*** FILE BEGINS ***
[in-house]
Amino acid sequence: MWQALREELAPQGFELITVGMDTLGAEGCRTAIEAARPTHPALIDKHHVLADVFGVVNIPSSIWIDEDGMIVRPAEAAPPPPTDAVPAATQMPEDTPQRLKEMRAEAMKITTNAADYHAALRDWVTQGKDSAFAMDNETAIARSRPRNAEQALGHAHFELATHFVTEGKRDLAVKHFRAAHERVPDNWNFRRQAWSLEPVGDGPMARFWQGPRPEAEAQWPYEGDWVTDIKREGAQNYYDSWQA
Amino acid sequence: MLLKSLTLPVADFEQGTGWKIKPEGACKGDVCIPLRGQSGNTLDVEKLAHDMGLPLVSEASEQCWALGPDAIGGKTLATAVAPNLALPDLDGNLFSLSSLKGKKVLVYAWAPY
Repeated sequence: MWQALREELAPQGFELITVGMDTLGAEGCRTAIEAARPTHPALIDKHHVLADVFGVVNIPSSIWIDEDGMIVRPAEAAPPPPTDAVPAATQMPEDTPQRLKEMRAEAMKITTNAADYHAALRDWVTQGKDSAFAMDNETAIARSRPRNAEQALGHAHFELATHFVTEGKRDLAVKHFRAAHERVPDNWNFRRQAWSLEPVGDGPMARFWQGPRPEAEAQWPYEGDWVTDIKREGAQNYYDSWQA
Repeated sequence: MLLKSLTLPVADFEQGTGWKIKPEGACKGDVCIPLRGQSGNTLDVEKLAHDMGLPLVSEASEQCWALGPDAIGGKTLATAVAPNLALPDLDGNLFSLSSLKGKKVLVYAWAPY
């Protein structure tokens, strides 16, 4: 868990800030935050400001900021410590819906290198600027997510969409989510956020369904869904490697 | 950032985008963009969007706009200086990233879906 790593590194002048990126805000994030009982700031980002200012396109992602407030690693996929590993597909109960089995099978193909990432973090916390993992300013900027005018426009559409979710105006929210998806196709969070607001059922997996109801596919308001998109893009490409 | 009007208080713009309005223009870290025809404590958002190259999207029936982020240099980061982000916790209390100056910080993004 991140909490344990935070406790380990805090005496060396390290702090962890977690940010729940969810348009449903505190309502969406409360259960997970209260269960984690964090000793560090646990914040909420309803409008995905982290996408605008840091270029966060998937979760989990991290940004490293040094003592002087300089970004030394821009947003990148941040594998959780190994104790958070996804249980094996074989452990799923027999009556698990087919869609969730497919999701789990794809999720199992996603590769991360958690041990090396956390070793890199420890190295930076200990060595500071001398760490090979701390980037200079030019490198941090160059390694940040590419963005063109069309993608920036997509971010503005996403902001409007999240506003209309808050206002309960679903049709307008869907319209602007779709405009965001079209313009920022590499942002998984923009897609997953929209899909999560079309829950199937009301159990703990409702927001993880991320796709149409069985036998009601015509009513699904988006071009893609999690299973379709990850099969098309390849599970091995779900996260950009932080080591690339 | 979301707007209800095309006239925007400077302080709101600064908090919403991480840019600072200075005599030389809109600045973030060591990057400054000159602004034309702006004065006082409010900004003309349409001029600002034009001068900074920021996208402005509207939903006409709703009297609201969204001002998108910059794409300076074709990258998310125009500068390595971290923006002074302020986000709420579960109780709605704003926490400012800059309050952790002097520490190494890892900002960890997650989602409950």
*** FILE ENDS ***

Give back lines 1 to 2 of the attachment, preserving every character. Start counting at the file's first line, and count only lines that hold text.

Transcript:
[in-house]
Amino acid sequence: MWQALREELAPQGFELITVGMDTLGAEGCRTAIEAARPTHPALIDKHHVLADVFGVVNIPSSIWIDEDGMIVRPAEAAPPPPTDAVPAATQMPEDTPQRLKEMRAEAMKITTNAADYHAALRDWVTQGKDSAFAMDNETAIARSRPRNAEQALGHAHFELATHFVTEGKRDLAVKHFRAAHERVPDNWNFRRQAWSLEPVGDGPMARFWQGPRPEAEAQWPYEGDWVTDIKREGAQNYYDSWQA